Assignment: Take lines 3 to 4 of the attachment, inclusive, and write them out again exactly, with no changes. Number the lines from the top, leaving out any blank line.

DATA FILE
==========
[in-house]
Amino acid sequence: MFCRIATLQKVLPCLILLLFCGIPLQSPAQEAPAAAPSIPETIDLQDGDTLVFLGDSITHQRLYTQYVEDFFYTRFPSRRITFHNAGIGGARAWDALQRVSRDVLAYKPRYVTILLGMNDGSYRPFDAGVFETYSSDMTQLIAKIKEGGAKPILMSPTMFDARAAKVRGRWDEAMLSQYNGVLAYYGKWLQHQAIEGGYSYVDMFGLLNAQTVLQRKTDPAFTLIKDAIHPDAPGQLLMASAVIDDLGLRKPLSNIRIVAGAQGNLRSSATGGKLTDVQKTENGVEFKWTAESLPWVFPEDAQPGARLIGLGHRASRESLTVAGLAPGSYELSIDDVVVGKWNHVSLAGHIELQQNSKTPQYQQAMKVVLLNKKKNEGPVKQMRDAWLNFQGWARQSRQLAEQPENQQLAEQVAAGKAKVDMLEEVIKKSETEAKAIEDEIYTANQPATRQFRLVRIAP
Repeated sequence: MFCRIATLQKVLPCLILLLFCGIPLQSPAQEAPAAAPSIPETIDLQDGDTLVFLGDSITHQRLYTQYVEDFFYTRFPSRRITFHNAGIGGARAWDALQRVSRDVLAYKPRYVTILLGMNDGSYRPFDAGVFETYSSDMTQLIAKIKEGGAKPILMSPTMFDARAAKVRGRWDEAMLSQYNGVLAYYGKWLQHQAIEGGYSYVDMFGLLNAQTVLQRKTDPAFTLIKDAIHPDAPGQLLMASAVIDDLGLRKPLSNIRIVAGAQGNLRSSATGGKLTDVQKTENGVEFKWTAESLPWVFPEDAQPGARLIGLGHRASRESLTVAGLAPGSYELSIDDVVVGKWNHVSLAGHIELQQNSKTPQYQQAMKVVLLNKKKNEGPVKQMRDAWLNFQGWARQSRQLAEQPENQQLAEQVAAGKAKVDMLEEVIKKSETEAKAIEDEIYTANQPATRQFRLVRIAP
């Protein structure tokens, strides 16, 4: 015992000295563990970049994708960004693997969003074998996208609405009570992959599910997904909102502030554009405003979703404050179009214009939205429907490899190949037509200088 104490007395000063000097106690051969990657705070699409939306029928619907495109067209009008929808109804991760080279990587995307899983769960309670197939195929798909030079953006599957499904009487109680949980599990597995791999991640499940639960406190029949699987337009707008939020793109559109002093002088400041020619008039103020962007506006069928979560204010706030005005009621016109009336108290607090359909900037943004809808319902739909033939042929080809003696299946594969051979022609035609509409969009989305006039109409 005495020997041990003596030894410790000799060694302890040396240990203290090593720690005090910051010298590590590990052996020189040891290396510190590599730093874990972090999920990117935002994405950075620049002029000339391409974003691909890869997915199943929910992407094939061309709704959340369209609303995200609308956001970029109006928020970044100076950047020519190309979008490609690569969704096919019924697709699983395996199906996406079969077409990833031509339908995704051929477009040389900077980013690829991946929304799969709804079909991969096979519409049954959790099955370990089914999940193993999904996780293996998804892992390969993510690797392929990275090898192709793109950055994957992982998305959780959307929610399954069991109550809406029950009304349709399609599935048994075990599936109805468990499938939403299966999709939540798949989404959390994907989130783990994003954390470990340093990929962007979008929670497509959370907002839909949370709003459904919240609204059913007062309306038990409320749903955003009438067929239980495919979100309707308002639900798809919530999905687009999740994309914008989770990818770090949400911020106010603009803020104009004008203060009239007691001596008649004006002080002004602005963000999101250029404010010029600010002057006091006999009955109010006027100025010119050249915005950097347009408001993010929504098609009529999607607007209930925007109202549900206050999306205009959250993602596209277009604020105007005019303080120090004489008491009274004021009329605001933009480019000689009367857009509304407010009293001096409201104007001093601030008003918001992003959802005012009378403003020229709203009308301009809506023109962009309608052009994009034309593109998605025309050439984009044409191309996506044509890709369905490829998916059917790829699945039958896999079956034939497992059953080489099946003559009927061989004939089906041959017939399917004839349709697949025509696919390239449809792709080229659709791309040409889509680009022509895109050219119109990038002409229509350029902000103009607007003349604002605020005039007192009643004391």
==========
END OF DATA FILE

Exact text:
Repeated sequence: MFCRIATLQKVLPCLILLLFCGIPLQSPAQEAPAAAPSIPETIDLQDGDTLVFLGDSITHQRLYTQYVEDFFYTRFPSRRITFHNAGIGGARAWDALQRVSRDVLAYKPRYVTILLGMNDGSYRPFDAGVFETYSSDMTQLIAKIKEGGAKPILMSPTMFDARAAKVRGRWDEAMLSQYNGVLAYYGKWLQHQAIEGGYSYVDMFGLLNAQTVLQRKTDPAFTLIKDAIHPDAPGQLLMASAVIDDLGLRKPLSNIRIVAGAQGNLRSSATGGKLTDVQKTENGVEFKWTAESLPWVFPEDAQPGARLIGLGHRASRESLTVAGLAPGSYELSIDDVVVGKWNHVSLAGHIELQQNSKTPQYQQAMKVVLLNKKKNEGPVKQMRDAWLNFQGWARQSRQLAEQPENQQLAEQVAAGKAKVDMLEEVIKKSETEAKAIEDEIYTANQPATRQFRLVRIAP
């Protein structure tokens, strides 16, 4: 015992000295563990970049994708960004693997969003074998996208609405009570992959599910997904909102502030554009405003979703404050179009214009939205429907490899190949037509200088 104490007395000063000097106690051969990657705070699409939306029928619907495109067209009008929808109804991760080279990587995307899983769960309670197939195929798909030079953006599957499904009487109680949980599990597995791999991640499940639960406190029949699987337009707008939020793109559109002093002088400041020619008039103020962007506006069928979560204010706030005005009621016109009336108290607090359909900037943004809808319902739909033939042929080809003696299946594969051979022609035609509409969009989305006039109409 005495020997041990003596030894410790000799060694302890040396240990203290090593720690005090910051010298590590590990052996020189040891290396510190590599730093874990972090999920990117935002994405950075620049002029000339391409974003691909890869997915199943929910992407094939061309709704959340369209609303995200609308956001970029109006928020970044100076950047020519190309979008490609690569969704096919019924697709699983395996199906996406079969077409990833031509339908995704051929477009040389900077980013690829991946929304799969709804079909991969096979519409049954959790099955370990089914999940193993999904996780293996998804892992390969993510690797392929990275090898192709793109950055994957992982998305959780959307929610399954069991109550809406029950009304349709399609599935048994075990599936109805468990499938939403299966999709939540798949989404959390994907989130783990994003954390470990340093990929962007979008929670497509959370907002839909949370709003459904919240609204059913007062309306038990409320749903955003009438067929239980495919979100309707308002639900798809919530999905687009999740994309914008989770990818770090949400911020106010603009803020104009004008203060009239007691001596008649004006002080002004602005963000999101250029404010010029600010002057006091006999009955109010006027100025010119050249915005950097347009408001993010929504098609009529999607607007209930925007109202549900206050999306205009959250993602596209277009604020105007005019303080120090004489008491009274004021009329605001933009480019000689009367857009509304407010009293001096409201104007001093601030008003918001992003959802005012009378403003020229709203009308301009809506023109962009309608052009994009034309593109998605025309050439984009044409191309996506044509890709369905490829998916059917790829699945039958896999079956034939497992059953080489099946003559009927061989004939089906041959017939399917004839349709697949025509696919390239449809792709080229659709791309040409889509680009022509895109050219119109990038002409229509350029902000103009607007003349604002605020005039007192009643004391």